The General Organization for Textile Industry attributed the decrease in the rates of meeting its companies’ production plans to the increase in the cost of production on one hand and to the lack of labor because of the prevailing security conditions in the companies’ places of work, as well as the repeated and continuing cuts to electricity, a lack of stability, the difficulty securing supplies for production and spare parts, the rise in prices resulting from the increase in the exchange rate, the companies’ weak liquidity, and foreign constraints imposed on export processes. [
This was stated in a memorandum released by the government organization, which officially requested that all public companies and institutions in the industrial sector present a note explaining their working situation and the problems and difficulties impeding them, alongside the strengths of the institution or company, to be presented to the economic council to find effective solutions to overcome these problems.
The organization attributed its decline to the difficulty exporting textile products, especially cotton thread, to foreign markets because of the blockade and the economic sanctions which our country’s economy faces, in addition to the hardship faced by their companies — which advertised their need to hire workers — from the lack of required number of applications because of the current situation and the low wages and compensation.
The organization said in the proposed solutions that it submitted to the government that the electricity rationing process could be done differently, in coordination with their companies, given the importance of the issue, the direct implications for its work, and the extent of the losses they incur as a result of repeated electricity cuts.
It also stressed the importance of follow-up to measures relating to the proposals of some companies, the importance of putting them into effect to achieve the desired end, and the importance of efforts to establish a integrated textile manufacturing complex after the situation improves in the Damascus countryside by taking advantage of the land, buildings and infrastructure for the companies there, starting with the stage of cotton ginning up to the manufacturing of ready-made clothes, along with the possibility of benefiting from a participatory law to implement this large project with the knowledge that Aleppo companies have been instructed of the need to begin preparing economic feasibility studies for this project and securing necessary financing for carrying out the industrial maps project associated with the textile organization.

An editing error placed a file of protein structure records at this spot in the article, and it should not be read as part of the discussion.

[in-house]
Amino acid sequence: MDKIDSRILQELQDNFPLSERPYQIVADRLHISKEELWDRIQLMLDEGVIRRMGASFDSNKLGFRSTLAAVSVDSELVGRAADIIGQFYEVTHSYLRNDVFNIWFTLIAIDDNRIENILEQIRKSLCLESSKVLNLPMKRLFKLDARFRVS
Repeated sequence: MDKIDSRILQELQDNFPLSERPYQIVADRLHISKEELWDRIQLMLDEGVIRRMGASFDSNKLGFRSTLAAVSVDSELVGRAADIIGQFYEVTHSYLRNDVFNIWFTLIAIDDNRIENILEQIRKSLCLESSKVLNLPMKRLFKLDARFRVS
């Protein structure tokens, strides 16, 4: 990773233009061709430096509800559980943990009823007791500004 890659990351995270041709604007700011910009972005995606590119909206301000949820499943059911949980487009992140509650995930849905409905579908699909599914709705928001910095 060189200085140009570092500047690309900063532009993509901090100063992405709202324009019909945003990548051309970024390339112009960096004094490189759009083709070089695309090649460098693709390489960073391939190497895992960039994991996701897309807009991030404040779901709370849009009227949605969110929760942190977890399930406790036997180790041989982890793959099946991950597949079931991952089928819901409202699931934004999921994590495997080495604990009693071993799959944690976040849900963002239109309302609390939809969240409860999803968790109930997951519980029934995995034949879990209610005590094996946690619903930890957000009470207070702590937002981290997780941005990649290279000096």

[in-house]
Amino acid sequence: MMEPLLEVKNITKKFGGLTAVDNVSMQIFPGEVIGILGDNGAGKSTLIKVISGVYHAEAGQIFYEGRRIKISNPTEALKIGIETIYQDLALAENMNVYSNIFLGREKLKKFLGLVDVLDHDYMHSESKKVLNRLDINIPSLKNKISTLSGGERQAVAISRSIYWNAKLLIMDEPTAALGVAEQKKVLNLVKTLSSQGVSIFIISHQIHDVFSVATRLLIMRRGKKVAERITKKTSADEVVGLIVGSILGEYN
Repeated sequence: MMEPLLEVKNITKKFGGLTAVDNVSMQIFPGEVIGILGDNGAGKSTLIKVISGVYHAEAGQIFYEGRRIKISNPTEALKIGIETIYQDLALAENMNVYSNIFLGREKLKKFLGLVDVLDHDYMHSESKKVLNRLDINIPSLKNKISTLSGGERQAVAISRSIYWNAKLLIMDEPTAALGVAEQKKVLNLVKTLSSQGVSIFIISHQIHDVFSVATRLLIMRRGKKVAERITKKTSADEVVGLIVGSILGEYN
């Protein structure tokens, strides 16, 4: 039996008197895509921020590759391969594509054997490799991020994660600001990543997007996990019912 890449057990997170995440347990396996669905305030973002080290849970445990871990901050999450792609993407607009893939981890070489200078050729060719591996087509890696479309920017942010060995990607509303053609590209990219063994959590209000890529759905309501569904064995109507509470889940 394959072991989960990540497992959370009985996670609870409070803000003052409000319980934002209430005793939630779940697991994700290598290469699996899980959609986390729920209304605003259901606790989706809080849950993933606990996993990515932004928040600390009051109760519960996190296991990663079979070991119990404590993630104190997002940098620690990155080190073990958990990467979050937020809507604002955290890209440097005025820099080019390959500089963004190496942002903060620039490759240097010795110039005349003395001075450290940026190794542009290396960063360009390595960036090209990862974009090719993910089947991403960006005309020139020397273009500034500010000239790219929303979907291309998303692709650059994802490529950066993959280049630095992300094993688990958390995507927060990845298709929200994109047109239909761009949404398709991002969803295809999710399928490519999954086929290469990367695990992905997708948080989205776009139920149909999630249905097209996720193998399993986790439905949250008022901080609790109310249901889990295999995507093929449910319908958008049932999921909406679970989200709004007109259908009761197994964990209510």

The organization said that it had capabilities and strengths that should be exploited, focusing on the provision of the primary material, cotton, in addition to the geographic distribution of its companies and their proximity to the consumer markets and the export terminals, as well as the presence of large productive energies, most importantly providing labor and technical expertise. The organization did not play down the difficulties associated with the rise in the production costs because of the obsolescence of manufacturing machinery at some of the companies, causing weakness in downstream processing. Yet it is most important to persevere in the provision of supplies to local textile product markets, and especially to low-income earners, at reasonable prices.
This article was translated and edited by The Syrian Observer. Responsibility for the information and views set out in this article lies entirely with the author.